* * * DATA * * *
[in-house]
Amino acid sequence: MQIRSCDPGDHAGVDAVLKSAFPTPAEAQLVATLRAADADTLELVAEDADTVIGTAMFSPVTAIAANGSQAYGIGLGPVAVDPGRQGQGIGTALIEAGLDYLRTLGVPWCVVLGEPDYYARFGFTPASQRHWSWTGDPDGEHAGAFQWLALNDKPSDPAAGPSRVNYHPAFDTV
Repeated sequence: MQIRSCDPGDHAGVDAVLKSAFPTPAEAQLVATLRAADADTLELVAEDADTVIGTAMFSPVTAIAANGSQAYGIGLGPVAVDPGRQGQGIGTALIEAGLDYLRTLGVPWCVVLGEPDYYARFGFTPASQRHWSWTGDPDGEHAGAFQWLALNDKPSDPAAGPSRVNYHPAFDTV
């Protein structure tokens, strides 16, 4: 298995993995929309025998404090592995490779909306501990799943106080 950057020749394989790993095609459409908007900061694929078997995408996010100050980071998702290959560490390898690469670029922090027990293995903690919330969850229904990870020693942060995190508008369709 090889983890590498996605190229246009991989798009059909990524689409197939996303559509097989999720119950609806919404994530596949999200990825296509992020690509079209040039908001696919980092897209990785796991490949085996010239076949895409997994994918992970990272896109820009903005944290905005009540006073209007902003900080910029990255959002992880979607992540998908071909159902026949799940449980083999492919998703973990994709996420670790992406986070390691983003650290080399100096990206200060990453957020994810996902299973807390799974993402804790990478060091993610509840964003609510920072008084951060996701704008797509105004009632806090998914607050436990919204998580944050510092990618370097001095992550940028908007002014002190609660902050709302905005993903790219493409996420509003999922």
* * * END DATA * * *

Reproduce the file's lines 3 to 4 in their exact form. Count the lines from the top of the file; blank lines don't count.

Repeated sequence: MQIRSCDPGDHAGVDAVLKSAFPTPAEAQLVATLRAADADTLELVAEDADTVIGTAMFSPVTAIAANGSQAYGIGLGPVAVDPGRQGQGIGTALIEAGLDYLRTLGVPWCVVLGEPDYYARFGFTPASQRHWSWTGDPDGEHAGAFQWLALNDKPSDPAAGPSRVNYHPAFDTV
């Protein structure tokens, strides 16, 4: 298995993995929309025998404090592995490779909306501990799943106080 950057020749394989790993095609459409908007900061694929078997995408996010100050980071998702290959560490390898690469670029922090027990293995903690919330969850229904990870020693942060995190508008369709 090889983890590498996605190229246009991989798009059909990524689409197939996303559509097989999720119950609806919404994530596949999200990825296509992020690509079209040039908001696919980092897209990785796991490949085996010239076949895409997994994918992970990272896109820009903005944290905005009540006073209007902003900080910029990255959002992880979607992540998908071909159902026949799940449980083999492919998703973990994709996420670790992406986070390691983003650290080399100096990206200060990453957020994810996902299973807390799974993402804790990478060091993610509840964003609510920072008084951060996701704008797509105004009632806090998914607050436990919204998580944050510092990618370097001095992550940028908007002014002190609660902050709302905005993903790219493409996420509003999922």